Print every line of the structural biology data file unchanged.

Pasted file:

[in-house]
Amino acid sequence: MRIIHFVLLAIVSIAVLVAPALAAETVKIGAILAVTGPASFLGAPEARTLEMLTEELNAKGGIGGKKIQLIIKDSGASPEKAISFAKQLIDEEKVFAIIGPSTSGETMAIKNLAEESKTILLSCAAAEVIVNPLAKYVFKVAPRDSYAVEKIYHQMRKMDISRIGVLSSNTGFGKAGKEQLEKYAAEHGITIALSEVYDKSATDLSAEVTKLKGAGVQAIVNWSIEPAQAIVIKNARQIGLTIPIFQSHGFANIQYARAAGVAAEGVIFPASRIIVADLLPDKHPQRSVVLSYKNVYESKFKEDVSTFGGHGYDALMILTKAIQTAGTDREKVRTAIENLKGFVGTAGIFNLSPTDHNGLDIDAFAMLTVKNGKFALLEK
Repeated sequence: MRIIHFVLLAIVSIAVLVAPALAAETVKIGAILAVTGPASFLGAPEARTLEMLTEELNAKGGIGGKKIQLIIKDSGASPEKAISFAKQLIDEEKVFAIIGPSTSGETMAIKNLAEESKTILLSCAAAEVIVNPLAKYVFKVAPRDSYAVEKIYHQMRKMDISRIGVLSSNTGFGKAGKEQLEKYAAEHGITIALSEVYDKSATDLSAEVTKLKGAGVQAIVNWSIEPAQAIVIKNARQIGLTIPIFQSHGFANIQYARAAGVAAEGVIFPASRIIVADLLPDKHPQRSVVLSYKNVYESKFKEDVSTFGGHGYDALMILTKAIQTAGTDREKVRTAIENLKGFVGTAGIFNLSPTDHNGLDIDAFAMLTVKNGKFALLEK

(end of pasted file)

[in-house]
Amino acid sequence: MRIIHFVLLAIVSIAVLVAPALAAETVKIGAILAVTGPASFLGAPEARTLEMLTEELNAKGGIGGKKIQLIIKDSGASPEKAISFAKQLIDEEKVFAIIGPSTSGETMAIKNLAEESKTILLSCAAAEVIVNPLAKYVFKVAPRDSYAVEKIYHQMRKMDISRIGVLSSNTGFGKAGKEQLEKYAAEHGITIALSEVYDKSATDLSAEVTKLKGAGVQAIVNWSIEPAQAIVIKNARQIGLTIPIFQSHGFANIQYARAAGVAAEGVIFPASRIIVADLLPDKHPQRSVVLSYKNVYESKFKEDVSTFGGHGYDALMILTKAIQTAGTDREKVRTAIENLKGFVGTAGIFNLSPTDHNGLDIDAFAMLTVKNGKFALLEK
Repeated sequence: MRIIHFVLLAIVSIAVLVAPALAAETVKIGAILAVTGPASFLGAPEARTLEMLTEELNAKGGIGGKKIQLIIKDSGASPEKAISFAKQLIDEEKVFAIIGPSTSGETMAIKNLAEESKTILLSCAAAEVIVNPLAKYVFKVAPRDSYAVEKIYHQMRKMDISRIGVLSSNTGFGKAGKEQLEKYAAEHGITIALSEVYDKSATDLSAEVTKLKGAGVQAIVNWSIEPAQAIVIKNARQIGLTIPIFQSHGFANIQYARAAGVAAEGVIFPASRIIVADLLPDKHPQRSVVLSYKNVYESKFKEDVSTFGGHGYDALMILTKAIQTAGTDREKVRTAIENLKGFVGTAGIFNLSPTDHNGLDIDAFAMLTVKNGKFALLEK